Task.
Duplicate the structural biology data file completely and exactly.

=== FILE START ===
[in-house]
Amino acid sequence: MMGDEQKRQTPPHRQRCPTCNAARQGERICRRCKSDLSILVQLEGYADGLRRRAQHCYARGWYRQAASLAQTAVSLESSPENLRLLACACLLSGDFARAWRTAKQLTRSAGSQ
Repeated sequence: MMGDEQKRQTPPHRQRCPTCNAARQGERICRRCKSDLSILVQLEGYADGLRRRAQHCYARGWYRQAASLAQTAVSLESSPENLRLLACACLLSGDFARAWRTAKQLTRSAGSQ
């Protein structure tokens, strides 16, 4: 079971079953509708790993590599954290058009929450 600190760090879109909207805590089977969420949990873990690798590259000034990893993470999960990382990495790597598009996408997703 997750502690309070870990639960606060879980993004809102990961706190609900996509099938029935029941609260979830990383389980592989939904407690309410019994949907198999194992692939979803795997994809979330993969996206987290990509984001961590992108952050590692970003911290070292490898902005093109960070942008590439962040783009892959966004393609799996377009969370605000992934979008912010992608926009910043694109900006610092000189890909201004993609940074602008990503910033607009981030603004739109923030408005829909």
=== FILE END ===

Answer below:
[in-house]
Amino acid sequence: MMGDEQKRQTPPHRQRCPTCNAARQGERICRRCKSDLSILVQLEGYADGLRRRAQHCYARGWYRQAASLAQTAVSLESSPENLRLLACACLLSGDFARAWRTAKQLTRSAGSQ
Repeated sequence: MMGDEQKRQTPPHRQRCPTCNAARQGERICRRCKSDLSILVQLEGYADGLRRRAQHCYARGWYRQAASLAQTAVSLESSPENLRLLACACLLSGDFARAWRTAKQLTRSAGSQ
């Protein structure tokens, strides 16, 4: 079971079953509708790993590599954290058009929450 600190760090879109909207805590089977969420949990873990690798590259000034990893993470999960990382990495790597598009996408997703 997750502690309070870990639960606060879980993004809102990961706190609900996509099938029935029941609260979830990383389980592989939904407690309410019994949907198999194992692939979803795997994809979330993969996206987290990509984001961590992108952050590692970003911290070292490898902005093109960070942008590439962040783009892959966004393609799996377009969370605000992934979008912010992608926009910043694109900006610092000189890909201004993609940074602008990503910033607009981030603004739109923030408005829909």